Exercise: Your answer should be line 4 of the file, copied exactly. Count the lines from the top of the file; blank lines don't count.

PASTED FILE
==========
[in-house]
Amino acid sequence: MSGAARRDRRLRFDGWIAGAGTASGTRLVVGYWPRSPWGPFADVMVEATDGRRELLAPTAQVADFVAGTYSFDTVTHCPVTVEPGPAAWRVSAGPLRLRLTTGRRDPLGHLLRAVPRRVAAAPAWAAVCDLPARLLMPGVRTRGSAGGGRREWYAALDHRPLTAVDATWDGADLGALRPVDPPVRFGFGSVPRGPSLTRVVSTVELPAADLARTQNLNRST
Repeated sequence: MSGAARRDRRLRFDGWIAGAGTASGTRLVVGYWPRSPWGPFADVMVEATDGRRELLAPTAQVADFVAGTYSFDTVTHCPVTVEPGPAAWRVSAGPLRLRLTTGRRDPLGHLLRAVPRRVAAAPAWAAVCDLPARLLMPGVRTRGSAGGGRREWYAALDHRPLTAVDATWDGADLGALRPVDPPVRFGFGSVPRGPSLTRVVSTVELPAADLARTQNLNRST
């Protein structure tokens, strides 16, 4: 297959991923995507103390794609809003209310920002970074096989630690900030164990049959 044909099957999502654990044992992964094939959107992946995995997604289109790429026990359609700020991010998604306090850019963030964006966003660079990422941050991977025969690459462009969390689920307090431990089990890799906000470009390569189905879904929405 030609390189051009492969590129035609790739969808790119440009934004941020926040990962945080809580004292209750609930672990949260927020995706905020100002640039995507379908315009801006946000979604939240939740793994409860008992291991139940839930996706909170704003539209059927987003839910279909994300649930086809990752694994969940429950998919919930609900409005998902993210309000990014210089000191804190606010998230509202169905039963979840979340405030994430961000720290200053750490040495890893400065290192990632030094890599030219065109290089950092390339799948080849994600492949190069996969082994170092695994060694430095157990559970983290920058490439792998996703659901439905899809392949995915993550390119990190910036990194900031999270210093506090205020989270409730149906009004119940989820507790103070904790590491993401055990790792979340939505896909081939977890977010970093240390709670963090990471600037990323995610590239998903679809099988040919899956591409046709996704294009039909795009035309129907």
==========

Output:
């Protein structure tokens, strides 16, 4: 297959991923995507103390794609809003209310920002970074096989630690900030164990049959 044909099957999502654990044992992964094939959107992946995995997604289109790429026990359609700020991010998604306090850019963030964006966003660079990422941050991977025969690459462009969390689920307090431990089990890799906000470009390569189905879904929405 030609390189051009492969590129035609790739969808790119440009934004941020926040990962945080809580004292209750609930672990949260927020995706905020100002640039995507379908315009801006946000979604939240939740793994409860008992291991139940839930996706909170704003539209059927987003839910279909994300649930086809990752694994969940429950998919919930609900409005998902993210309000990014210089000191804190606010998230509202169905039963979840979340405030994430961000720290200053750490040495890893400065290192990632030094890599030219065109290089950092390339799948080849994600492949190069996969082994170092695994060694430095157990559970983290920058490439792998996703659901439905899809392949995915993550390119990190910036990194900031999270210093506090205020989270409730149906009004119940989820507790103070904790590491993401055990790792979340939505896909081939977890977010970093240390709670963090990471600037990323995610590239998903679809099988040919899956591409046709996704294009039909795009035309129907």